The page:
Llawn is sung in Welsh and literally translates as “full”. It represents a change since her last Faves appearance, her instinctively folky and mystical style mixing with repeating electronic themes, shuffling beat and a contrast between the sparser verses and the dynamism of the chorus with its bendy guitar and bright keyboards. But of course it has Gillie’s unmistakable voice, singing in such a lyrical language, leading the way. Another top tune from this talented artist.
MUMBLE TIDE – Hotel Life
Bristol duo Mumble Tide are Gina Leonard and Ryan Rogers. They have been the recipients of support from BBC Introducing in the West and they gig regularly across the UK. In the opening months of 2023 alone, they played a list of dates stretching from their home in the West Country to Folkestone on the South Coast, Norwich in the far East Anglia and Hebden Bridge in the North. They may not have a big radio profile but these two clearly have a strong following. That is further evidenced by their 145K monthly Spotify listeners.
Hotel Life brings together an agreeably unusual selection of synth, bass and drum sounds that drive breezily along as the accompaniment to Gina’s vocals which are quietly yearning in the verses but rise up into a dynamic, expressive chorus. The hook is answered by a synth counter-melody that emphasises its importance before Gina’s voice repeats it in echo form across the final stretch of the track. The fluidity of the ideas as they appear and disappear underlines the thought that has gone into this track. That combination of attention to detail and strong melodic flavour adds up to a tasty dish of stylish contemporary Pop.
PROJECTOR – Chemical
Is there ever a week when we don’t have a band or artist from Brighton in the Faves? The latest to emerge from the enormous well of talent in that fine town is the band Projector. They have fine festival pedigree with multiple performances at The Great Escape plus Latitude, Rebalance and some hot support slots too. This very track, Chemical, has just achieved airplay on BBC Radio 1, BBC 6 Music and BBC Introducing in the South. Projector also have management and a booking agent in place and are playing their first headline UK tour.
Chemical is uptempo, punchy but also quite minimal in its use of guitar playing riffs in combined single notes and bass complementing the process over energetic drums. More snarl than a Bojo loyalist discovering she’s been snubbed in his honours list! Bassist Lucy Sheehan takes the lead vocal, delivering a striking melody in a distinctive alto range voice that matches the guitar in unison much of the time while guitarist Edward Ensbury first adds low register spoken word and then doubles Lucy’s vocals an octave below. Drummer Cal Marinho drives the track forward, punctuating each section with fills and switches. This is more melodic and less fiery than some of their recent offerings but the intensity is still there when they shout together and the interband chemistry reaches fever pitch. Their expertise in shaping events to keep the song unpredictable and to utilise their dynamic range lifts this up a notch. A masterclass in how to turn a very good song into a great track.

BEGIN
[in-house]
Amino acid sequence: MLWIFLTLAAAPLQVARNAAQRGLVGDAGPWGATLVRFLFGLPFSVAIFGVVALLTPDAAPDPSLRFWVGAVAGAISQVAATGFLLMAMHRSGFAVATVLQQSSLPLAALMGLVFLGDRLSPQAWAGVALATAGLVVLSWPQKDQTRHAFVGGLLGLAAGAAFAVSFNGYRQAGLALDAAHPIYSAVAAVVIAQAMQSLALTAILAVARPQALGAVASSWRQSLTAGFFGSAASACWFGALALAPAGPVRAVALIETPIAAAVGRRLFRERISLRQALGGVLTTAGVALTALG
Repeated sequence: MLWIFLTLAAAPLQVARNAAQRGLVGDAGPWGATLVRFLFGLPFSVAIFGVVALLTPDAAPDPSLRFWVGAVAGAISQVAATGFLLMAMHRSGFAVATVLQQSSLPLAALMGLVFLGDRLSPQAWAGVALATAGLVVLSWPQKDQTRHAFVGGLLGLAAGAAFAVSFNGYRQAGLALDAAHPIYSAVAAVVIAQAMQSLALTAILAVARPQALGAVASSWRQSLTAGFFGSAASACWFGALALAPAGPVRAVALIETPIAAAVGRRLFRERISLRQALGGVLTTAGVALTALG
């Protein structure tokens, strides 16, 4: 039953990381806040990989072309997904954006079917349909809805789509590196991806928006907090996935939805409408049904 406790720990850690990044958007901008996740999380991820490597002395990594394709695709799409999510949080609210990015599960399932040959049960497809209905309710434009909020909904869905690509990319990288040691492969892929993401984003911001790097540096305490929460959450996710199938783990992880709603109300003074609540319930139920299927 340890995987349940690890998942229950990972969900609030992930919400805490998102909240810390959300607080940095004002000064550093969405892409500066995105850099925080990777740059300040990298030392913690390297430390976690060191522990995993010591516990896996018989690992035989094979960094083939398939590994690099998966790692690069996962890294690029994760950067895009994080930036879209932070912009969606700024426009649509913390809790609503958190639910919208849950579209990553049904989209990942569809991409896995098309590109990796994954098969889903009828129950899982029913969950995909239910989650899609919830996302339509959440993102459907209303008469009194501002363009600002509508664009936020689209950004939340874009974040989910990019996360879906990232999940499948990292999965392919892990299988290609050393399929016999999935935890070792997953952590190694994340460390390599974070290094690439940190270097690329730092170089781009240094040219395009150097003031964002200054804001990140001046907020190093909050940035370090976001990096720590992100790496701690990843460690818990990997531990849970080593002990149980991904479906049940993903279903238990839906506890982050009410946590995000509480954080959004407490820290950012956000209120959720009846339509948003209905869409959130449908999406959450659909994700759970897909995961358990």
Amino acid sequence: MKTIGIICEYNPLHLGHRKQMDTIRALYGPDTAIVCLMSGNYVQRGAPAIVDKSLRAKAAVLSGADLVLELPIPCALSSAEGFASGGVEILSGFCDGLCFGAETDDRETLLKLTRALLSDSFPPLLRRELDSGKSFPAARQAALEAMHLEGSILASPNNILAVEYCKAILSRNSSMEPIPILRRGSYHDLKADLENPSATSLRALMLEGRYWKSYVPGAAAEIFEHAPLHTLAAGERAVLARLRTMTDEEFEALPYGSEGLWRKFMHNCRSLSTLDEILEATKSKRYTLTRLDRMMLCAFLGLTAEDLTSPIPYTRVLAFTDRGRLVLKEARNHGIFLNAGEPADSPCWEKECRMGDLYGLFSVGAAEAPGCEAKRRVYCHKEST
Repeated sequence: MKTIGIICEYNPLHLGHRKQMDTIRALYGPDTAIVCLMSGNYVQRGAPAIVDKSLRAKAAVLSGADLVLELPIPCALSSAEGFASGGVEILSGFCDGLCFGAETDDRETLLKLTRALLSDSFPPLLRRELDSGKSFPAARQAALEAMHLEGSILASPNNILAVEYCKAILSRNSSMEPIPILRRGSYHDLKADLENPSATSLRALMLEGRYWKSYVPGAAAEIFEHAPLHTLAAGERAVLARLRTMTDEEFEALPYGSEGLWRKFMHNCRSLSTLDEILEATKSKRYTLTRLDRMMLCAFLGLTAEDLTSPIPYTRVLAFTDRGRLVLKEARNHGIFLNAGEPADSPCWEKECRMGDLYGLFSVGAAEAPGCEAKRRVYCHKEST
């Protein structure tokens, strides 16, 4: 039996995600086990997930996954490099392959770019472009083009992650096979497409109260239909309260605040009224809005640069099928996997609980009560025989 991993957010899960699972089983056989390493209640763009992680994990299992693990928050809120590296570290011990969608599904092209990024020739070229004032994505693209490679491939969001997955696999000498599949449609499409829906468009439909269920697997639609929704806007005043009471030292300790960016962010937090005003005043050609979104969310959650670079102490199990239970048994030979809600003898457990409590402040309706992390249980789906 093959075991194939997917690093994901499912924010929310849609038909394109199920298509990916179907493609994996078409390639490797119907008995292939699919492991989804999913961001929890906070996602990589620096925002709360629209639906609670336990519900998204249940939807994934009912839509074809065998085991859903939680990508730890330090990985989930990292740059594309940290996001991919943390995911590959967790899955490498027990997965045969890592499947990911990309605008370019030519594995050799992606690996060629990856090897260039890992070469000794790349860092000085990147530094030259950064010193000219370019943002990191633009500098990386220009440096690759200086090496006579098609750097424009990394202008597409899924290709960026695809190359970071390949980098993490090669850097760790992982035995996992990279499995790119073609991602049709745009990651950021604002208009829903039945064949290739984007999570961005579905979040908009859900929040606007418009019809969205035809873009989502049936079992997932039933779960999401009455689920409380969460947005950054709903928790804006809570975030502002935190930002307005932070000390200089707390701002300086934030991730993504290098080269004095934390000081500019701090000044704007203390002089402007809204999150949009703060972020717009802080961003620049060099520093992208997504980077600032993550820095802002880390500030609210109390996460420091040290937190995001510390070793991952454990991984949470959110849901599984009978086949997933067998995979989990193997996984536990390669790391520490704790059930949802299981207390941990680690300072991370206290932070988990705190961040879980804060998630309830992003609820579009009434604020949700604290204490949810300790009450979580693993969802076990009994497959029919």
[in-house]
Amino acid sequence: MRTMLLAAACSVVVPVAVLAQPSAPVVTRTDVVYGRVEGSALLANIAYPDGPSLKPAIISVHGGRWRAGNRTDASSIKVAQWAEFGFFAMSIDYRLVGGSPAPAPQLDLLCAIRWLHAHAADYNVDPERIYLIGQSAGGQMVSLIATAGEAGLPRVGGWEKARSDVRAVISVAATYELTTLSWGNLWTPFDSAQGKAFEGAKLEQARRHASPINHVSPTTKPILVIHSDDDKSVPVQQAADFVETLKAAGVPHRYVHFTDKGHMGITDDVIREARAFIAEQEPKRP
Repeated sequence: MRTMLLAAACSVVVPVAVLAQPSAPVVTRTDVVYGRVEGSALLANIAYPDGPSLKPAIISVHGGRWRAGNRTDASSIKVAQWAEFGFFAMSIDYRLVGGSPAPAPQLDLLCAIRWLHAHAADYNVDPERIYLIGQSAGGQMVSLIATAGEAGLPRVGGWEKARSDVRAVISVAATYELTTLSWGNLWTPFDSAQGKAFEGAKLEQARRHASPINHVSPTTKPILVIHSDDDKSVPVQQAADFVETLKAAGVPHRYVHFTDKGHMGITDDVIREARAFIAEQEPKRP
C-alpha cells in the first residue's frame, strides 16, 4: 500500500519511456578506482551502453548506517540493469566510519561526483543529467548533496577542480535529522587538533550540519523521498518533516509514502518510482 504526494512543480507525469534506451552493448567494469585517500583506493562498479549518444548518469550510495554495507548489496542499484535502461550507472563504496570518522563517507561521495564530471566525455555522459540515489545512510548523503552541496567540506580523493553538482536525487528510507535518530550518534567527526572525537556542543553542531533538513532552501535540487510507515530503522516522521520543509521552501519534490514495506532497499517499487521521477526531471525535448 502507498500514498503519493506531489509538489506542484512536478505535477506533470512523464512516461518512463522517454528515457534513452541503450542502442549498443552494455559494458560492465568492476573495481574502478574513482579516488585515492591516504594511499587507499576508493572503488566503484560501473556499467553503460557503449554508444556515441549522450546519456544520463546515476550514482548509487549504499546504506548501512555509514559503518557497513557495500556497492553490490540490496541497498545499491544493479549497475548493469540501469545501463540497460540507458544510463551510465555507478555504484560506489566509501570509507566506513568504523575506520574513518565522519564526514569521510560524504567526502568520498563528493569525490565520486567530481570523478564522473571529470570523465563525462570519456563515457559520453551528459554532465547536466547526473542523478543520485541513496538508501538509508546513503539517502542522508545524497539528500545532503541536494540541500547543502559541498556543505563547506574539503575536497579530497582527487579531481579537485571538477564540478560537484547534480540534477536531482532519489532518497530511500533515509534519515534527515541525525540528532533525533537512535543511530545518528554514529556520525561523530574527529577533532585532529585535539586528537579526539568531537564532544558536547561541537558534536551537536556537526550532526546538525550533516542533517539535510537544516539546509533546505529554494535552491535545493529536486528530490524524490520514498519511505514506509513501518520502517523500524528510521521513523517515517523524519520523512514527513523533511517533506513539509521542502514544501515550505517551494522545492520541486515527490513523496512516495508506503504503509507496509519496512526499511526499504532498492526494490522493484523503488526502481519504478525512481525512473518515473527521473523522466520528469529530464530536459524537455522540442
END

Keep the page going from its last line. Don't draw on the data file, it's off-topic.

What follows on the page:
THE KITE SOCIETY – Cult Of The Sun
Donald, the creative force behind The Kite Society, hails from the South of England and currently resides in Oxford. Inspired both by classic sixties pop such as the Beatles and Beach Boys, Psychedelic and Garage Rock music (Velvet Underground, 13th Floor Elevators maybe) but also by the angst-ridden Grunge of Nirvana, he has had local BBC Introducing support and his Instagram page introduces us to the new members of the band. The Instagram link on his Soundcloud page is broken but the current one is included here. While another Donald contemplates the decline of his own bizarre cult, this Donald is concerned with a whole other phenomenon, that of his obsession with UFOs.
Cult Of The Sun is built around robust, punchily played guitar chords with correspondingly crisp bass and drums while Donald’s voice is tracked in the chorus, providing a subtle contrast to the verses. The two and three chord patterns accompanying an appealing melody bring to mind They Might Be Giants in a jam with Willie J Healey while Gengahr bring chops. Reviewing The Kite Society in Faves 459 in September 2022, my fellow mod Steve Harris noted the music had “loads of energy, oodles of attitude and it’s great fun”. The same is true of Cult Of The Sun, The arrangement is kept simple and organic and is punctuated by small shifts, a brief drop-out here, an extra layer of jangle there and the use of different effects on the vocals. Catchy as hell and exuding a positive energy, this is an absolute gem of a track.
PS from TR: If you’ve submitted a track that hasn’t been picked for the Listening Post, our team has definitely listened to it and there’s no need to send it again: feel free to send us an even stronger track another week. The same goes if you were picked for the Listening Post but didn’t feature in our Fresh Faves.
But if we’ve recently featured you in our Fresh Faves – or on my BBC Introducing Mixtape – please wait three months before sending us another track, so we have space to help other deserving artists… For more info see Robinson Has A Good Old Moan.